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Angor Wat market, longans, creeping jenny, Thien Noodle...

Michael M. | Aug 8, 200311:37 PM

Remember around Halloween when haunted houses, much more tame at the time, would have things like the darkened room with a bowl of worms to put your hands in (wet spaghetti) or the bowl of human eyeballs (peeled grapes)?

Well, they should have used peeled longans; they're just like eating an eyeball, albeit a tasty one with a seed inside.

Stopped in Angor Wat Market for the first time (Lawrence and Broadway, SE corner under the el). Somewhat pan-Asian selection of canned goods, frozen, smoked, preserved and fresh seafood and some decent produce including longans, the poor cousin to the much more fragrant and tasty lychee, but which ripen later and thus extend the season. They look dry and hideous, but are juicy once inside the bark-like peel. Just don't think of eyeballs when eating.

I also couldn't resist trying the "Creeping Jenny Drink", though at $1/6 oz., a little pricey. It had a name (in... Khmer?) that I don't remember. Ingredients: juice from C. Jenny leaves, sugar, water. C. Jenny, for you non-gardeners, is Lysimachia nummularia, a common groundcover. The taste was really refreshing, musky, vegetal, fruity. I'm going to pull some of mine tomorrow and try to imitate.

Across the street is "First Lao Grocery" which I will check out later, and kitty corner is an East African place. As Uptown gentrifies, and I'm guessing it will as a Borders is going in nearby, I suppose these places will eventually vanish.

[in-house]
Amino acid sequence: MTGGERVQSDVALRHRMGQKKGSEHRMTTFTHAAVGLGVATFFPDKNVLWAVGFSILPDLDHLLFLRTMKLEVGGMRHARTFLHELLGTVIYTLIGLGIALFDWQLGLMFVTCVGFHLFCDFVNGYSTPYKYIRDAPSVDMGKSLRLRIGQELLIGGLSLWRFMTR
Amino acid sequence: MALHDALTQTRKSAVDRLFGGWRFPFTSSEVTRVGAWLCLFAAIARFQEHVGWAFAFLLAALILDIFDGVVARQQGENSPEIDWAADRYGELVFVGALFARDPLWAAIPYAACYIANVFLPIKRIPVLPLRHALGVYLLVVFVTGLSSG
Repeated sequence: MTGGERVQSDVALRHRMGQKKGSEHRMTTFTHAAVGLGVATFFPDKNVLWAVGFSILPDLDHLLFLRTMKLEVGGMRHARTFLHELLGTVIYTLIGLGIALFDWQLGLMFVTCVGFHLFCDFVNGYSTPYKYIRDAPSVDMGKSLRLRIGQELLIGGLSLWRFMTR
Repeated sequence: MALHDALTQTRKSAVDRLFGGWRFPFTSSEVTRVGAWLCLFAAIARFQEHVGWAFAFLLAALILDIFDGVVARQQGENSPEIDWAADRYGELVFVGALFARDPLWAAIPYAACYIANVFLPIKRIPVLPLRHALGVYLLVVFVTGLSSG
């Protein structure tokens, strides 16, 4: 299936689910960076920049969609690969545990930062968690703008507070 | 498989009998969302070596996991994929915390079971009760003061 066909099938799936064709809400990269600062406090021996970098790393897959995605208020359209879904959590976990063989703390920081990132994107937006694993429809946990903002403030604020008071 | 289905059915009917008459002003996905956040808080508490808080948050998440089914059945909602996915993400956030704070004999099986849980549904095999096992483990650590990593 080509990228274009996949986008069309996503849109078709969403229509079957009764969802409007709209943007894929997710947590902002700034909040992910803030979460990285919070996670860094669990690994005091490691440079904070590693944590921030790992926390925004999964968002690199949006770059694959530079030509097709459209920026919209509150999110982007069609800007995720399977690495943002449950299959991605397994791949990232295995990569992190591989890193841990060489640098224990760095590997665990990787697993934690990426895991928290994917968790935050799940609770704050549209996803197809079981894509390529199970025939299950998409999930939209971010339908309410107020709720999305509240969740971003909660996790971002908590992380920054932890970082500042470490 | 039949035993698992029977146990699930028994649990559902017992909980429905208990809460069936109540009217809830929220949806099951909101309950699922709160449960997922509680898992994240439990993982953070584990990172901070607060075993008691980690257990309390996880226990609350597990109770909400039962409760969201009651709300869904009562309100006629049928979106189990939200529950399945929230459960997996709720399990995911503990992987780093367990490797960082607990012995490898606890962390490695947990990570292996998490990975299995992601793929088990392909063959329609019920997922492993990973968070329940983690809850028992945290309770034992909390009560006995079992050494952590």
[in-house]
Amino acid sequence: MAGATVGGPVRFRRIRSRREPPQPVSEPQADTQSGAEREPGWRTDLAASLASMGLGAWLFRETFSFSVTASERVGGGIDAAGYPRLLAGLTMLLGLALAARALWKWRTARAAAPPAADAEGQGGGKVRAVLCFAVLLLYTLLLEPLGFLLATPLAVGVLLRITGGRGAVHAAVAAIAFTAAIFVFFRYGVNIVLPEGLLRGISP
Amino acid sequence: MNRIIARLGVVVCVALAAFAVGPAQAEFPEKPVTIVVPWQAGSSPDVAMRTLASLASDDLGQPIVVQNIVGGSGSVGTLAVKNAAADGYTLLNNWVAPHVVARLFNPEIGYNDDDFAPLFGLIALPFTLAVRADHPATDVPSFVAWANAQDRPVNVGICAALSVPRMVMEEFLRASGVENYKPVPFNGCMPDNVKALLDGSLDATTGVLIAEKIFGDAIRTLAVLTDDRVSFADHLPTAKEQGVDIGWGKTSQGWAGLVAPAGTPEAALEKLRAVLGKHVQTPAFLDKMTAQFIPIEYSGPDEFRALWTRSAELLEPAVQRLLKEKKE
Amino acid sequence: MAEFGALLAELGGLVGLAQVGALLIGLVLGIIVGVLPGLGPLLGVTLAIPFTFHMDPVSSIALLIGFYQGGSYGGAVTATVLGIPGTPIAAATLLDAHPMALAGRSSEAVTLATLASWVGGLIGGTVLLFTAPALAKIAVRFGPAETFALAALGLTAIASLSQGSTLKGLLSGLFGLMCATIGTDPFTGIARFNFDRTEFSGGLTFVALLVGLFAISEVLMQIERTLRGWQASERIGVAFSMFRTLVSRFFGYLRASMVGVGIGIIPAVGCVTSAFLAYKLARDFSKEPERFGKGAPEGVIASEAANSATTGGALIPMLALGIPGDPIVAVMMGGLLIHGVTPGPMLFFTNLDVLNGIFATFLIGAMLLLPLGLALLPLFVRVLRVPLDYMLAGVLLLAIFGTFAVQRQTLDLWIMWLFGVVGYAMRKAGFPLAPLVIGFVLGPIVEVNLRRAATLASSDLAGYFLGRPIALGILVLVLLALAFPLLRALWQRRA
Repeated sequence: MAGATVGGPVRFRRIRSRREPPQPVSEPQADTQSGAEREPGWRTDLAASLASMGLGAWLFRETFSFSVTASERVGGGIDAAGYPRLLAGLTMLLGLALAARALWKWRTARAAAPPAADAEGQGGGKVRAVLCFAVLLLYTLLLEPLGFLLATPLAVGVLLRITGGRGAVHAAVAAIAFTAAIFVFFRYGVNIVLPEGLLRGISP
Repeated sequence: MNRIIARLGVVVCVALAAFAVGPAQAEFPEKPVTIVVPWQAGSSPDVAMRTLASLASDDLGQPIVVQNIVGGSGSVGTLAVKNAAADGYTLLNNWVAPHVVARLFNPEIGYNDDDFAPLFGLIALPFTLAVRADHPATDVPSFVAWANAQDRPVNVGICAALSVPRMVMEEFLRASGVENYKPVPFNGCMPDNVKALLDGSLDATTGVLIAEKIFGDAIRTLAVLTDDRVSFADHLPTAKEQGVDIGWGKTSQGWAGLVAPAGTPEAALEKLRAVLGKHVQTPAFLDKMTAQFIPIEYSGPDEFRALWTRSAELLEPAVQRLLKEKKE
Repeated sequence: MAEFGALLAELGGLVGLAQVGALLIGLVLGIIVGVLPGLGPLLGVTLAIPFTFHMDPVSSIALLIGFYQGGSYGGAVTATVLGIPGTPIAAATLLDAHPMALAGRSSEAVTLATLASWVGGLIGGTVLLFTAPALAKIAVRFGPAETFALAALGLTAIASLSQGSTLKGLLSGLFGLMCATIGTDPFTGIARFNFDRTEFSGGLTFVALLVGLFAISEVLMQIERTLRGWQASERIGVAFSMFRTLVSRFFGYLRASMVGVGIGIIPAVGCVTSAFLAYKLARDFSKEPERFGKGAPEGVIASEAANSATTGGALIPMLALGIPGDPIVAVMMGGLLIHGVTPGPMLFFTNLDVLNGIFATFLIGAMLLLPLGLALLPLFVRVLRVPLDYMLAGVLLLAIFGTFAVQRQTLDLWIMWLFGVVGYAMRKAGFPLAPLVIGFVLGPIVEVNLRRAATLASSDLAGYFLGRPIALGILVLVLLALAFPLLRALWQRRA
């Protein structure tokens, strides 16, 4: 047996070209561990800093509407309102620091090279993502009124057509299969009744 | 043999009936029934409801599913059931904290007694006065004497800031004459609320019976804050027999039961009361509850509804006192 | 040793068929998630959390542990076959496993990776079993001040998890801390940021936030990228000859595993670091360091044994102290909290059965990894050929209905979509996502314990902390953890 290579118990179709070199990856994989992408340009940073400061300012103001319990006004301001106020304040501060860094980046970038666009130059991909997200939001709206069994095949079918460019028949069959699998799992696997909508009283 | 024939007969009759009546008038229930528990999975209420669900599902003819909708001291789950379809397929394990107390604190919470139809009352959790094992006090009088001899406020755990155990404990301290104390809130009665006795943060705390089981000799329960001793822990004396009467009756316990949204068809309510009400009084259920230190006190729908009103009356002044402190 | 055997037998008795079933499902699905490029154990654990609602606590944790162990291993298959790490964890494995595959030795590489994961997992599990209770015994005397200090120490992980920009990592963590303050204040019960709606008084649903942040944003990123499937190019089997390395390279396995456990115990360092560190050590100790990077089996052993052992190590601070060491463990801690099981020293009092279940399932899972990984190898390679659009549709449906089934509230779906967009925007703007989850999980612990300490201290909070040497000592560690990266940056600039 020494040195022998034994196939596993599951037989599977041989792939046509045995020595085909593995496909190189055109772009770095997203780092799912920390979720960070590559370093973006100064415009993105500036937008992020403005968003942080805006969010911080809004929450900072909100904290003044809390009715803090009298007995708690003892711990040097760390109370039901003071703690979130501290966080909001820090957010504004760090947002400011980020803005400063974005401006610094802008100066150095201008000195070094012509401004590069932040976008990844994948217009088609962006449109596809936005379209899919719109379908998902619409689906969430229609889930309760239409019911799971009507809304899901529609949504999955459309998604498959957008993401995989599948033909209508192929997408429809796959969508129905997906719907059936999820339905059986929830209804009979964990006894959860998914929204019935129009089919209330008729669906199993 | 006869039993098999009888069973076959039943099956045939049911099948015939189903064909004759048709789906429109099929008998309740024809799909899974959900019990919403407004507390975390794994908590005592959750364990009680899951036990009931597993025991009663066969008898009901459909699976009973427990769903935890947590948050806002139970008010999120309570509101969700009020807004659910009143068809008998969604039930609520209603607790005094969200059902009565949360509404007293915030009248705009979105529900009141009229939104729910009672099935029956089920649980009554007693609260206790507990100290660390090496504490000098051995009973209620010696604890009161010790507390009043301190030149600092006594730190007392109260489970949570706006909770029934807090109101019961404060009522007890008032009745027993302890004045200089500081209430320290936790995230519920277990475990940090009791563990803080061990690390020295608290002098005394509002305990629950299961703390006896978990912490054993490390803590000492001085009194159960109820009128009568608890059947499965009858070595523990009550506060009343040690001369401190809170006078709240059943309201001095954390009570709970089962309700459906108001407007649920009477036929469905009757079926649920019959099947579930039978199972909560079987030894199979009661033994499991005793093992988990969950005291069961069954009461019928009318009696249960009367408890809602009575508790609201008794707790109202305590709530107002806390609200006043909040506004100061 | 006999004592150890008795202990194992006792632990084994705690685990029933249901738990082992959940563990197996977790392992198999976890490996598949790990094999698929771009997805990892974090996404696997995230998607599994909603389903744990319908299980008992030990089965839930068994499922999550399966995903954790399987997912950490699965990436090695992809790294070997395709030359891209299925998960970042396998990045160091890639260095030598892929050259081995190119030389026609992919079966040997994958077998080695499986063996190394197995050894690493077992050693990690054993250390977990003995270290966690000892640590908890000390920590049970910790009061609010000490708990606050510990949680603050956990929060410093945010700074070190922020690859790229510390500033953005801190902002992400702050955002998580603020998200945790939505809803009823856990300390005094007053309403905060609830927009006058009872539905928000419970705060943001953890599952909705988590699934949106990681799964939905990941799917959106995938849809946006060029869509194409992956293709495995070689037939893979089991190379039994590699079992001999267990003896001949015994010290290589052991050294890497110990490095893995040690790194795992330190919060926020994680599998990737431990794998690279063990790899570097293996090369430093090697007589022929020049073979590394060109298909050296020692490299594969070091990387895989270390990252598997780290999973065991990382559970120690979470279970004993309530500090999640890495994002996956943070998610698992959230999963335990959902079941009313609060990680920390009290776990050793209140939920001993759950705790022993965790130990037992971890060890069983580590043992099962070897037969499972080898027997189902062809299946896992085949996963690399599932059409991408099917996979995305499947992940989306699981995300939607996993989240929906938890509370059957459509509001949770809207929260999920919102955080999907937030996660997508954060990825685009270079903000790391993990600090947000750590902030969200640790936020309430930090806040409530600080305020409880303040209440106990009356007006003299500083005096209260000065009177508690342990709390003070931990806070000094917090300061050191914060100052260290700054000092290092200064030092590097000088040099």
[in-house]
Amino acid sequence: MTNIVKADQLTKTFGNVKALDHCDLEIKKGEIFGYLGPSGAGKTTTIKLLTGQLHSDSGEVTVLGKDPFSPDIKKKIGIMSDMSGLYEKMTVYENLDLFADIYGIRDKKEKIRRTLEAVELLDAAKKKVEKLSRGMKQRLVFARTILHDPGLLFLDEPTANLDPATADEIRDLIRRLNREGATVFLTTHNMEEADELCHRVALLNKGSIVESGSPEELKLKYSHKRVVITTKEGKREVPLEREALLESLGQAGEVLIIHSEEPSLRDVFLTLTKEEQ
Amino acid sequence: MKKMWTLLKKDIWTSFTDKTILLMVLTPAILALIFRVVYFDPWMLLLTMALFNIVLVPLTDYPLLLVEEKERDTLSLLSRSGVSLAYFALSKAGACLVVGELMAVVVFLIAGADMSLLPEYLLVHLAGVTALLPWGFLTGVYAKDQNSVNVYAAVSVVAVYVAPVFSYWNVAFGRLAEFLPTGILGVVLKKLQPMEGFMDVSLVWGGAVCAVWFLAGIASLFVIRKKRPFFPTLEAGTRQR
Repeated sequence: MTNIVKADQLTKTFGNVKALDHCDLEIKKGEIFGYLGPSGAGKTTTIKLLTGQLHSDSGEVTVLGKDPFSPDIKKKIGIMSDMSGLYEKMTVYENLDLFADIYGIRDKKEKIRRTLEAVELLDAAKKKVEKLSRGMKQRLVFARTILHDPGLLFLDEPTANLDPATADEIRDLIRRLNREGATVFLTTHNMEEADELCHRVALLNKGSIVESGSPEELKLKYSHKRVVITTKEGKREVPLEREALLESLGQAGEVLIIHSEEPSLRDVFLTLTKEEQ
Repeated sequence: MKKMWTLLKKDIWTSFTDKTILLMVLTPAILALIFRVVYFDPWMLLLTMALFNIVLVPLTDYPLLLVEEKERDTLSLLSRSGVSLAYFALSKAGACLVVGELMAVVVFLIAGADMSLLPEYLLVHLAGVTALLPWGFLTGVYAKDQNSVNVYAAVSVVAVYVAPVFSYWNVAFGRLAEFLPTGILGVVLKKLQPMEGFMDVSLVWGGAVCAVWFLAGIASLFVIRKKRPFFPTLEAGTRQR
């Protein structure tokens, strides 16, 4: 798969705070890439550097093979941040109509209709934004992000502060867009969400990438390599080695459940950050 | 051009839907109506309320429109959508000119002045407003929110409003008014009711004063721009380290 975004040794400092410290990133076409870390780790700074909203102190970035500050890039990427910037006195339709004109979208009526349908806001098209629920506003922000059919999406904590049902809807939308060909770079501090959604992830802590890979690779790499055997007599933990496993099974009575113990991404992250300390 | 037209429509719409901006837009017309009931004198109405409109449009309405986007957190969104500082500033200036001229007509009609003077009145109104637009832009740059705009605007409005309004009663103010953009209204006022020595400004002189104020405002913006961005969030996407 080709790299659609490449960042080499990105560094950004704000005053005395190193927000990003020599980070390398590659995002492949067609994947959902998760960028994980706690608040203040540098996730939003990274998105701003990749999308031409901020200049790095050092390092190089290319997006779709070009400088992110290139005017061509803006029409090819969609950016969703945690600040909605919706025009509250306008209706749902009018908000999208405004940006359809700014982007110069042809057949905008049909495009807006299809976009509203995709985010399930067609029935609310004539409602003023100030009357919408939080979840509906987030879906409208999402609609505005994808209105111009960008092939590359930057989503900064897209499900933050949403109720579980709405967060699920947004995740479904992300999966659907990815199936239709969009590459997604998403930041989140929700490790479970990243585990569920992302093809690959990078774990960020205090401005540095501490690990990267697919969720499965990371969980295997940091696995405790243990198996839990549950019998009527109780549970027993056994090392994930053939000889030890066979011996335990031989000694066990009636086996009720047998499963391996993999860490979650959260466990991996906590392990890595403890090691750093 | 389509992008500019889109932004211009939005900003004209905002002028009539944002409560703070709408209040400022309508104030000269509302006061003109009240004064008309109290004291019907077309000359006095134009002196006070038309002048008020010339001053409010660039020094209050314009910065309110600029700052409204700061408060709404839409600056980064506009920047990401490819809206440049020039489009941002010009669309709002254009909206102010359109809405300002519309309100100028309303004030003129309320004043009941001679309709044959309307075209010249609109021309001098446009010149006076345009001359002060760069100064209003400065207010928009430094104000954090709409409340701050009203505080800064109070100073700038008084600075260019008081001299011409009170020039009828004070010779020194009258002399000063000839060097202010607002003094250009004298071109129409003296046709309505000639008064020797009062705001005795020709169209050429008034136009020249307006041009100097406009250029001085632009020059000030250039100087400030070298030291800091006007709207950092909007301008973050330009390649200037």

Later ended up at Thien Noodle (6241 N. Clark, where it meets Ashland) which bills itself as Vietnamese and Thai. A family owns it, the chef-mom is 1/2 Thai, but the family is from Vietnam. Very friendly service, not crowded (bad location), very clean bathroom (I always feel good about this). I had four items:

Jackfruit slushy drink. Very good, though probably the jackfruit-in-a-can + ice + blender. Still, good summer liquid.

Vietnamese pancake: crispy pancake, but bland filling (shrimp, etc.), and fish sauce that came with it too watered down.

Noodle salad w/shrimp: when I think of Vietnamese salads like this, I think of greens augmented with basil, maybe mint, cukes, bean sprouts, carrots, rice noodles and whatever meat you want, all drenched in a dressing made of fish sauce, sugar, minced garlic, peppers, hot water. This one had overcooked but tastily marinated shrimp, lots of noodles, a few greens, sprouts, carrots and on the side, weak fish sauce. Only $4 though.

The best was the catfish in hot pot. Very spicy peppers and scallions atop the fish in a (finally!) pungent fish sauce-based liquid. This was the best of the bunch. I'd try the place again, given that entrees were $4-7.

Two blocks south was a sign that said "Somali cuisine" and I caught the words "lamb" and "beef" on hand-lettered signs. Anyone been?

Later on the way home I stopped by two of the mexican markets on n. clark street. At the one supermercado (can't think of name, the one on the west side just before you get to the new Dominicks), the have some of the usual pan dulce, but then also "elotes pie", which was like a sweetened cornbread/cake base with a custard top, really, really good - not too sweet and a buttery corn flavor. Can anybody tell the the spanish name for this, or point to recipes?

I also got some unmarked candies that I loved and would like help with - one was fantastic, I think it was tamarind paste covered with chili powder, and the other was some other fruit paste (with extra citric acid) with the same powder. Any names, history, other places for these?

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